WR DeAndre Hopkins
(2013 WR Rank—#50, 5.8 FPts/G)

One of last year’s most hyped players during the preseason, DeAndre Hopkins failed to live up to expectations. Still young and developing, Hopkins is on the rise in fantasy drafts once again. With Andre Johnson still a major threat, Hopkins should make less mental errors in his second season and thrive in man-to-man situations. But the question remains, how many balls will he see in this offense? The good news is that new QB Ryan Fitzpatrick got a little more time to develop chemistry with the Clemson product during Johnson’s holdout. The bad news is that Johnson ended his holdout and Hopkins’ target projection limits his ability to truly breakout. His time in the spotlight on the fantasy stage will come, for now he is still the third option behind two franchise icons.

WR DeVier Posey
(2013 WR Rank—#123, 1.7 FPts/G)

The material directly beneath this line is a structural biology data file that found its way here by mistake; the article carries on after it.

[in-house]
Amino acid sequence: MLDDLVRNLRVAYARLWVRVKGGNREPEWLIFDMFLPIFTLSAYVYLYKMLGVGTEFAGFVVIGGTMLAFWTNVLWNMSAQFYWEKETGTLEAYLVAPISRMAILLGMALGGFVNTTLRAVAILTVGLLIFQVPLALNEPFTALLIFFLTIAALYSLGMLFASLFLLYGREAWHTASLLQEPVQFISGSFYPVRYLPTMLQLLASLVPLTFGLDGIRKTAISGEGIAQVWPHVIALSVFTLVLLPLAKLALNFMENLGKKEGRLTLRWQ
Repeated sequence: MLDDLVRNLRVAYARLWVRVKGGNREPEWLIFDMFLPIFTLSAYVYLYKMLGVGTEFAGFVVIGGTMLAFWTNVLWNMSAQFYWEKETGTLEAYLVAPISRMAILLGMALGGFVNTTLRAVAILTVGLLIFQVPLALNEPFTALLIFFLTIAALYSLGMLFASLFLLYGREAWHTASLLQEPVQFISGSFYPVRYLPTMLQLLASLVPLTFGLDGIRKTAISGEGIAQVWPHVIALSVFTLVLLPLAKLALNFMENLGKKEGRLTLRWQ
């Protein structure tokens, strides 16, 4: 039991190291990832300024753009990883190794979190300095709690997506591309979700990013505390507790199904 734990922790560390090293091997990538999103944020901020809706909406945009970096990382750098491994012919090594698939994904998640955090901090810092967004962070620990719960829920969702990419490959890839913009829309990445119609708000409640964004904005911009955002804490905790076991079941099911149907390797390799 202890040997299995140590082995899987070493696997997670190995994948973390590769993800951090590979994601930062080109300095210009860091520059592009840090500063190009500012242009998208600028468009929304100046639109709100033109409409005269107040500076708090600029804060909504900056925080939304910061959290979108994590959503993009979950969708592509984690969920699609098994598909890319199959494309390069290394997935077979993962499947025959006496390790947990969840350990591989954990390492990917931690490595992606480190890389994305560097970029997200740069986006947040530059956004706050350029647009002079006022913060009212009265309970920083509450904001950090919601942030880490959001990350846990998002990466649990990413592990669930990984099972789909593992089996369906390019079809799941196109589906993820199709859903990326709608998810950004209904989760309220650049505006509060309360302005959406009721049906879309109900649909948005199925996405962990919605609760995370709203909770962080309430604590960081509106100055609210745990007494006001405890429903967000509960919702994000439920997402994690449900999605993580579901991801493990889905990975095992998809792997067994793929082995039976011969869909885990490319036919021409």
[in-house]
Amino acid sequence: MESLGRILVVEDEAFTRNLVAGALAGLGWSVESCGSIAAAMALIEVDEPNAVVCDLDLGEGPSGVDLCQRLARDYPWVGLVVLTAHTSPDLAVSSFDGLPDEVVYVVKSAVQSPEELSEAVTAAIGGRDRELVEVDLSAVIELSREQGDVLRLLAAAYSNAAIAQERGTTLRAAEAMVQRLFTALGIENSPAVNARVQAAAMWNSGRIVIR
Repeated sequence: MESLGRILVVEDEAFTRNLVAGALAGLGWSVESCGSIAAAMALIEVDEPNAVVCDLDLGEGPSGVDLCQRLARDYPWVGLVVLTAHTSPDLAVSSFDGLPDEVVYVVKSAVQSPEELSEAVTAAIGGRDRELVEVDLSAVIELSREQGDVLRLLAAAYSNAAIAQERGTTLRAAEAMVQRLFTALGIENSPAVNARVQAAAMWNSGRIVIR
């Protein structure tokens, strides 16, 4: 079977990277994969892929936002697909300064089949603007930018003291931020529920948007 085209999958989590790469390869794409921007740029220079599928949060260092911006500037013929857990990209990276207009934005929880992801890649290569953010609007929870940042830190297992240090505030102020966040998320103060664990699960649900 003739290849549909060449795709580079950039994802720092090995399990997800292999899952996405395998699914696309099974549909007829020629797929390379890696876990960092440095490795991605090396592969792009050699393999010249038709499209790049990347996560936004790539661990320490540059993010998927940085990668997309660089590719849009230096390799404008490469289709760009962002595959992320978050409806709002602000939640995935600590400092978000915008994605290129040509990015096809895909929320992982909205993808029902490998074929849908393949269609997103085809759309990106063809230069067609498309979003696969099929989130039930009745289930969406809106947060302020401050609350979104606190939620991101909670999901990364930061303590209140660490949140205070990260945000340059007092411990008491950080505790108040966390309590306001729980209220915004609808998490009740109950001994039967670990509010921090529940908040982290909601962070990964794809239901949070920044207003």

After Hopkins, the Texans are short on talent at the wide receiver position. Keshawn Martin, DeVier Posey, Alan Bonner and Travis Labhart are in camp and at least one, if not two of them are not likely to make the final roster. All are fairly young with Posey being the biggest target. Labhart is a bit small but could make the team working out of the slot. None should make a fantasy impact this year, though.

TE Garrett Graham
(2013 TE Rank—#16, 7.0 FPts/G)

Part of the garbage that was taken to the curb last year included longtime fantasy tease Owen Daniels, who was released in March and subsequently signed by the Ravens. Houston is likely to use more than one guy at the position in the new offensive scheme but Garrett Graham will man the “Move TE” role that offers the most fantasy potential. Graham’s elevation on the depth chart comes on the heels of a promising 2013 campaign. During a four-game stretch between Weeks 11 and 14, Daniels was thrown to 47 times, catching about half of them and scoring twice. An increase in playing time and a conservative offense should yield over 100 targets, making him a nice value to owners in deeper leagues. Behind Graham are two young and rather large targets, Ryan Griffin and rookie C.J. Fiedorowicz. Both players stand 6’6” tall and weigh over 250 lbs., making them ripe for short-yardage packages.